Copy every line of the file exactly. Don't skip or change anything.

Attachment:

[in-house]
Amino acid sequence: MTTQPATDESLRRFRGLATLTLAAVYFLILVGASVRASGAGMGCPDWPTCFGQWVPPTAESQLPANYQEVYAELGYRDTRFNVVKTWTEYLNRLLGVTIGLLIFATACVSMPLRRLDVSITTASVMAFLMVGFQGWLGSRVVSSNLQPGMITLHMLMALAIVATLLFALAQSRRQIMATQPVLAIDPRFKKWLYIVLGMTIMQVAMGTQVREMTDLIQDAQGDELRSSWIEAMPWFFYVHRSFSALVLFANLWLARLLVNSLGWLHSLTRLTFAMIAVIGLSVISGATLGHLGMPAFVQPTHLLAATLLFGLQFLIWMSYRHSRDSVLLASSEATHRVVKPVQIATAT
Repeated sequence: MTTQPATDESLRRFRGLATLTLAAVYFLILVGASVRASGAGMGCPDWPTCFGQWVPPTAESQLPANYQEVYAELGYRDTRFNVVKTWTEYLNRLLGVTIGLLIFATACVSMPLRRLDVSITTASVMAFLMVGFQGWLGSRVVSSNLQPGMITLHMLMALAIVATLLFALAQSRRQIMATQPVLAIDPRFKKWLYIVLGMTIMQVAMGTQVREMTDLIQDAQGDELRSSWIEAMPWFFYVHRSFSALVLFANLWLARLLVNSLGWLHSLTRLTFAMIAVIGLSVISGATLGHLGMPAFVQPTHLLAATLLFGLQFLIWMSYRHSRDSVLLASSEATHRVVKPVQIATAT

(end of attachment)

[in-house]
Amino acid sequence: MTTQPATDESLRRFRGLATLTLAAVYFLILVGASVRASGAGMGCPDWPTCFGQWVPPTAESQLPANYQEVYAELGYRDTRFNVVKTWTEYLNRLLGVTIGLLIFATACVSMPLRRLDVSITTASVMAFLMVGFQGWLGSRVVSSNLQPGMITLHMLMALAIVATLLFALAQSRRQIMATQPVLAIDPRFKKWLYIVLGMTIMQVAMGTQVREMTDLIQDAQGDELRSSWIEAMPWFFYVHRSFSALVLFANLWLARLLVNSLGWLHSLTRLTFAMIAVIGLSVISGATLGHLGMPAFVQPTHLLAATLLFGLQFLIWMSYRHSRDSVLLASSEATHRVVKPVQIATAT
Repeated sequence: MTTQPATDESLRRFRGLATLTLAAVYFLILVGASVRASGAGMGCPDWPTCFGQWVPPTAESQLPANYQEVYAELGYRDTRFNVVKTWTEYLNRLLGVTIGLLIFATACVSMPLRRLDVSITTASVMAFLMVGFQGWLGSRVVSSNLQPGMITLHMLMALAIVATLLFALAQSRRQIMATQPVLAIDPRFKKWLYIVLGMTIMQVAMGTQVREMTDLIQDAQGDELRSSWIEAMPWFFYVHRSFSALVLFANLWLARLLVNSLGWLHSLTRLTFAMIAVIGLSVISGATLGHLGMPAFVQPTHLLAATLLFGLQFLIWMSYRHSRDSVLLASSEATHRVVKPVQIATAT